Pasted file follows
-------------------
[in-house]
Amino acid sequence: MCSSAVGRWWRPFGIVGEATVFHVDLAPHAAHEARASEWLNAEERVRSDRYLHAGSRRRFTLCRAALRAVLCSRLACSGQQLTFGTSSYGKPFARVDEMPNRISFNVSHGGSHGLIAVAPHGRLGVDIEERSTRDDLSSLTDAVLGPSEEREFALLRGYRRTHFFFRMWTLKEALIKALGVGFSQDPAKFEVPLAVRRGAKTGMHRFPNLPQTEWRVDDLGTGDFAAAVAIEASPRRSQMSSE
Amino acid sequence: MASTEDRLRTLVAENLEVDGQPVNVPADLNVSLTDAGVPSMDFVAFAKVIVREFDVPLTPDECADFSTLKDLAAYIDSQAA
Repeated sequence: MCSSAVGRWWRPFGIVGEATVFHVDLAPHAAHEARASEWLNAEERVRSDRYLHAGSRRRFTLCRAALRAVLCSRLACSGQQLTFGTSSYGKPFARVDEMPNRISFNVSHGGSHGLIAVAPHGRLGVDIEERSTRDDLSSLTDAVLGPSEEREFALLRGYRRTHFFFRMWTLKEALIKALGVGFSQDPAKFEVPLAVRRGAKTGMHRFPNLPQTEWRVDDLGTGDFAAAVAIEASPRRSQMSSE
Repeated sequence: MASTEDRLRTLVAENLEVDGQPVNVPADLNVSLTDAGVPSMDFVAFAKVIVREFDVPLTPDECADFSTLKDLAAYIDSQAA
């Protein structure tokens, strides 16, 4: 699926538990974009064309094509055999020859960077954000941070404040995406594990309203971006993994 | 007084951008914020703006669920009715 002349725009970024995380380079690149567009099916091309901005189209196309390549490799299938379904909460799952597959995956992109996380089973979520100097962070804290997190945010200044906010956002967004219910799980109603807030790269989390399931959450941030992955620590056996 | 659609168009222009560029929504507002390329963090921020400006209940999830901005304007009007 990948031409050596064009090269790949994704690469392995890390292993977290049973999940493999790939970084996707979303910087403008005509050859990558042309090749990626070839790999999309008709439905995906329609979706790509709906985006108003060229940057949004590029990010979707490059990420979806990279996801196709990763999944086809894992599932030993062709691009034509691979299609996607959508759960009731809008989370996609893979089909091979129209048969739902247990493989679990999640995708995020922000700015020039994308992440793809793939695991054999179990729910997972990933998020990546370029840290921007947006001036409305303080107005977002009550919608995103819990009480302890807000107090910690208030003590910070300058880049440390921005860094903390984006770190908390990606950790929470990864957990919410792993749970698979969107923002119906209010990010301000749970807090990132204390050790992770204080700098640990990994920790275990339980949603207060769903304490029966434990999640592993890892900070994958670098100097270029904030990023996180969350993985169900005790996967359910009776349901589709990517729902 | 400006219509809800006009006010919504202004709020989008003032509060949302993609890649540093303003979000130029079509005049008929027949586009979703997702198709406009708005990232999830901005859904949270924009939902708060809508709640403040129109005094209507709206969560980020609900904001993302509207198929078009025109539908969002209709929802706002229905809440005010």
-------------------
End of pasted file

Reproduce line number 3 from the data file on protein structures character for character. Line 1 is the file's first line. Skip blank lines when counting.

Amino acid sequence: MASTEDRLRTLVAENLEVDGQPVNVPADLNVSLTDAGVPSMDFVAFAKVIVREFDVPLTPDECADFSTLKDLAAYIDSQAA